- questions--of mere speculation (Ac 25:20), not practical; generating merely curious discussions. "Questions and strifes of words" (1Ti 6:4): "to no profit" (2Ti 2:14); "gendering strifes" (2Ti 2:23). "Vain jangling" (1Ti 1:6, 7) of would-be "teachers of the law."
    - godly edifying--The oldest manuscripts read, "the dispensation of God," the Gospel dispensation of God towards man (1Co 9:17), "which is (has its element) in faith." CONYBEARE translates, "The exercising of the stewardship of God" (1Co 9:17). He infers that the false teachers in Ephesus were presbyters, which accords with the prophecy, Ac 20:30. However, the oldest Latin versions, and IRENÆUS and HILARY, support English Version reading. Compare 1Ti 1:5, "faith unfeigned."

    5. But--in contrast to the doctrine of the false teachers.
    - the end--the aim.
    - the commandment--Greek, "of the charge" which you ought to urge on your flock. Referring to the same Greek word as in 1Ti 1:3, 18; here, however, in a larger sense, as including the Gospel "dispensation of God" (see on 1Ti 1:4; 1Ti 1:11), which was the sum and substance of the "charge" committed to Timothy wherewith he should "charge" his flock.
    - charity--LOVE; the sum and end of the law and of the Gospel alike, and that wherein the Gospel is the fulfilment of the spirit of the law in its every essential jot and tittle (Ro 13:10). The foundation is faith (1Ti 1:4), the "end" is love (1Ti 1:14; Tit 3:15).
    - out of--springing as from a fountain.
    - pure heart--a heart purified by faith (Ac 15:9; 2Ti 2:22; Tit 1:15).
    - good conscience--a conscience cleared from guilt by the effect of sound faith in Christ (1Ti 1:19; 1Ti 3:9; 2Ti 1:3; 1Pe 3:21). Contrast 1Ti 4:2; Tit 1:15; compare Ac 23:1. John uses "heart," where Paul would use "conscience." In Paul the understanding is the seat of conscience; the heart is the seat of love [BENGEL]. A good conscience is joined with sound faith; a bad conscience with unsoundness in the faith (compare Heb 9:14).
    - faith unfeigned--not a hypocritical, dead, and unfruitful faith, but faith working by love (Ga 5:6). The false teachers drew men off from such a loving, working, real faith, to profitless, speculative "questions" (1Ti 1:4) and jangling (1Ti 1:6).

    6. From which--namely, from a pure heart, good conscience, and faith unfeigned, the well-spring of love.
    - having swerved--literally, "having missed the mark (the 'end') to be aimed at." It is translated, "erred," 1Ti 6:21; 2Ti 2:18. Instead of aiming at and attaining the graces above named, they "have turned aside (1Ti 5:15; 2Ti 4:4; Heb 12:13) unto vain jangling"; literally, "vain talk," about the law and genealogies of angels (1Ti 1:7; Tit 3:9; 1:10); 1Ti 6:20, "vain babblings and oppositions." It is the greatest vanity when divine things are not truthfully discussed (Ro 1:21) [BENGEL].

    7. Sample of their "vain talk" (1Ti 1:6).
    - Desiring--They are would-be teachers, not really so.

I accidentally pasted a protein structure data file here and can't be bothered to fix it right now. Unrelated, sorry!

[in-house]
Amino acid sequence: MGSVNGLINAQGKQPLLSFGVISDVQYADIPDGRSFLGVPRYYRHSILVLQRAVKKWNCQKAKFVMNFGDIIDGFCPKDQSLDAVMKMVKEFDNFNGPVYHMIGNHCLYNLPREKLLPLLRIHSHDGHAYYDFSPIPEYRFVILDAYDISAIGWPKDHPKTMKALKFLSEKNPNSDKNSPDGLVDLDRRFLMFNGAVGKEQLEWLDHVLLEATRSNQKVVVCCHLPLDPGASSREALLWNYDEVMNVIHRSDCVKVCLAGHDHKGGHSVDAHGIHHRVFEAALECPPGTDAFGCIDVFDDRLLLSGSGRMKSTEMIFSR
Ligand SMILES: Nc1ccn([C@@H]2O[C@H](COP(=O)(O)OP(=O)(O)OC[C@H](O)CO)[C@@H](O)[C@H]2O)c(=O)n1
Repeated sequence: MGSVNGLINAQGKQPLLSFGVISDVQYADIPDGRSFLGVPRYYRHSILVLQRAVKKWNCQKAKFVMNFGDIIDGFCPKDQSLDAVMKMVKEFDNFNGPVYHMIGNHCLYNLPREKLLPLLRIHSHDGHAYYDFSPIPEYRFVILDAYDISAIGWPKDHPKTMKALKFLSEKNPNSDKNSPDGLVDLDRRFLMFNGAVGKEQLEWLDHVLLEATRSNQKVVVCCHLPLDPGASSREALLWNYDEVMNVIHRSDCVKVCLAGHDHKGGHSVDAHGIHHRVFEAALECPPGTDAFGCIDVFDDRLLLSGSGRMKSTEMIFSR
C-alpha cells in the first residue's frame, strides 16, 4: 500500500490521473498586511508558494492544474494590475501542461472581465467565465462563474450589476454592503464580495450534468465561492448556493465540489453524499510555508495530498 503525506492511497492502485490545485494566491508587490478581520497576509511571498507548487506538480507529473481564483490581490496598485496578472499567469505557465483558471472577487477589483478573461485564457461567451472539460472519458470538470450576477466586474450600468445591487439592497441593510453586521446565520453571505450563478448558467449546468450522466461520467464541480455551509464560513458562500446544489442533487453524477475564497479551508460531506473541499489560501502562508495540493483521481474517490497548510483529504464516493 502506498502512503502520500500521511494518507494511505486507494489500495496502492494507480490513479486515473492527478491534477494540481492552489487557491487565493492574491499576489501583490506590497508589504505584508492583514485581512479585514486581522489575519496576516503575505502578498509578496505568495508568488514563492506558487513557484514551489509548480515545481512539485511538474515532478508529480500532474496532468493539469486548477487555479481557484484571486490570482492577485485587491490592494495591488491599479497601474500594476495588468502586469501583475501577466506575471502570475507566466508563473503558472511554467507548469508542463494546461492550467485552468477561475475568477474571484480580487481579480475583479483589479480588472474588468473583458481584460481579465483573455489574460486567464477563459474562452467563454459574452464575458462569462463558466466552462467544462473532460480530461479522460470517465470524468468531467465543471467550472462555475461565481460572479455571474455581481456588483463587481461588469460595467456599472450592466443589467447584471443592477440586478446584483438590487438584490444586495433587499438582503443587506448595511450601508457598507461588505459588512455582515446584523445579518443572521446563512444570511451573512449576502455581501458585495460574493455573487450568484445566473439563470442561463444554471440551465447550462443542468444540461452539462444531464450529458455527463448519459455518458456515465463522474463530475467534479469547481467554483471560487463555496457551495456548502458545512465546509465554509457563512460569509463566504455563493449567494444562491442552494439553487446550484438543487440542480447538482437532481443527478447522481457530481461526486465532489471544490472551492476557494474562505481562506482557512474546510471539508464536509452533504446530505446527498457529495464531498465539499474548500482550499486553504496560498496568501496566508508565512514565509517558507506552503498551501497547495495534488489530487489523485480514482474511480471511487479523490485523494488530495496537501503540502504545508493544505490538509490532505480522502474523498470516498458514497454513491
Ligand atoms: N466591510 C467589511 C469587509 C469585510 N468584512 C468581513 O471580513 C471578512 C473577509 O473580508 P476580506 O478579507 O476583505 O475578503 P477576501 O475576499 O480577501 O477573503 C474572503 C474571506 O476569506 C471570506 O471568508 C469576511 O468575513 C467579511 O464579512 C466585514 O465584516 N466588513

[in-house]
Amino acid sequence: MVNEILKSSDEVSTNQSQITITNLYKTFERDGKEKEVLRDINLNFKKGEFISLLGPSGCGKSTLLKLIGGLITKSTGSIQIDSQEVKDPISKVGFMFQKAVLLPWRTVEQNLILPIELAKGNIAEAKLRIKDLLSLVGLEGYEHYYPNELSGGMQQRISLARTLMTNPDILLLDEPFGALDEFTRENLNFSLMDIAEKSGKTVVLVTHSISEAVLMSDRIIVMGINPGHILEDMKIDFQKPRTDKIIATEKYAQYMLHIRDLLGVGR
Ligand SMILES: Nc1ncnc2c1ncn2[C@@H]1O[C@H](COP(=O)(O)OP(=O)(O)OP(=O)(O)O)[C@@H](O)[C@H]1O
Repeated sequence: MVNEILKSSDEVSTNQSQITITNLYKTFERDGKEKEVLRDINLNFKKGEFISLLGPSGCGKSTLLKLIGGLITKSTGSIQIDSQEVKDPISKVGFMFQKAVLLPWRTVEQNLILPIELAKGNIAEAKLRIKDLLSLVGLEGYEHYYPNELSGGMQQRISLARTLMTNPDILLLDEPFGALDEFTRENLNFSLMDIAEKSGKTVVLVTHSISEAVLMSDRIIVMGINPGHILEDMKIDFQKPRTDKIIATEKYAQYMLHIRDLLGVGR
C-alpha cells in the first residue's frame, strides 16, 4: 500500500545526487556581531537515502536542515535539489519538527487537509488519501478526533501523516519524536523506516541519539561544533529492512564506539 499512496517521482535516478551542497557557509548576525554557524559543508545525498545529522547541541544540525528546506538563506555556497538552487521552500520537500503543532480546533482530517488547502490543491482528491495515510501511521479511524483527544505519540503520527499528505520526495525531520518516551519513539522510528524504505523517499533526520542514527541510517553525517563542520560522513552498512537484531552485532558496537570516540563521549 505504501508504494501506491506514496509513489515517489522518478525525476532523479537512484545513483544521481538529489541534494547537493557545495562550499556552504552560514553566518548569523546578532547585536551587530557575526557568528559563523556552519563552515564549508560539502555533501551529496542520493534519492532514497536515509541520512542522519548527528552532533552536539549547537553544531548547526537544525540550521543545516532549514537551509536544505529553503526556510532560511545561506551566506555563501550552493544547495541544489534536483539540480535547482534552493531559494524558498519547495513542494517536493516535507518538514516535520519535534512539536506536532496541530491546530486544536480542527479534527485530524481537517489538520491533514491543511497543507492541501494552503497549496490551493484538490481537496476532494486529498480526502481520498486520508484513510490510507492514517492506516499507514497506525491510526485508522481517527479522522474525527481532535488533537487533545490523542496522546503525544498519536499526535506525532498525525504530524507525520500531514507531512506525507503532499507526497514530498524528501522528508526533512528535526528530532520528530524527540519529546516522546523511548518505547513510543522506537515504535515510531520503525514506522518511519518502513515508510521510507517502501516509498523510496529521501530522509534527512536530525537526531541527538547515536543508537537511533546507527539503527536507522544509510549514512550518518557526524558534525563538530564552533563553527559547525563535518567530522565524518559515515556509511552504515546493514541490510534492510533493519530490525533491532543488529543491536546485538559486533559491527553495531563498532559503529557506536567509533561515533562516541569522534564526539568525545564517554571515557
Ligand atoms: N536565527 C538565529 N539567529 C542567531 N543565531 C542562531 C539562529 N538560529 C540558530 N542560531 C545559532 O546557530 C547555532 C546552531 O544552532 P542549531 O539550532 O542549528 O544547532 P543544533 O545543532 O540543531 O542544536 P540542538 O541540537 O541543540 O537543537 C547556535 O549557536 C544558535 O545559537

- the law--the Jewish law (Tit 1:14; 3:9). The Judaizers here meant seem to be distinct from those impugned in the Epistles to the Galatians and Romans, who made the works of the law necessary to justification in opposition to Gospel grace. The Judaizers here meant corrupted the law with "fables," which they pretended to found on it, subversive of morals as well as of truth. Their error was not in maintaining the obligation of the law, but in abusing it by fabulous and immoral interpretations of, and additions to, it.
    - neither what they say, nor whereof--neither understanding their own assertions, nor the object itself about which they make them. They understand as little about the one as the other [ALFORD].

    8. But--"Now we know" (Ro 3:19; 7:14).
    - law is good--in full agreement with God's holiness and goodness.
    - if a man--primarily, a teacher; then, every Christian.
    - use it lawfully--in its lawful place in the Gospel economy, namely, not as a means of a "'righteous man" attaining higher perfection than could be attained by the Gospel alone (1Ti 4:8; Tit 1:14), which was the perverted use to which the false teachers put it, but as a means of awakening the sense of sin in the ungodly (1Ti 1:9, 10; compare Ro 7:7-12; Ga 3:21).

    9. law is not made for a righteous man--not for one standing by faith in the righteousness of Christ put on him for justification,and imparted inwardly by the Spirit for sanctification. "One not forensically amenable to the law" [ALFORD]. For sanctification, the law gives no inward power to fulfil it; but ALFORD goes too far in speaking of the righteous man as "not morally needing the law." Doubtless, in proportion as he is inwardly led by the Spirit, the justified man needs not the law, which is only an outward rule (Ro 6:14; Ga 5:18, 23). But as the justified man often does not give himself up wholly to the inward leading of the Spirit, he morally needs the outward law to show him his sin and God's requirements. The reason why the ten commandments have no power to condemn the Christian, is not that they have no authority over him, but because Christ has fulfilled them as our surety (Ro 10:4).
    - disobedient--Greek, "not subject"; insubordinate; it is translated "unruly," Tit 1:6, 10; "lawless and disobedient" refer to opposers of the law, for whom it is "enacted" (so the Greek, for "is made").
    - ungodly and . . . sinners--GOTO NEXT CHAPTER - D. J-F-B INDEX & SEARCH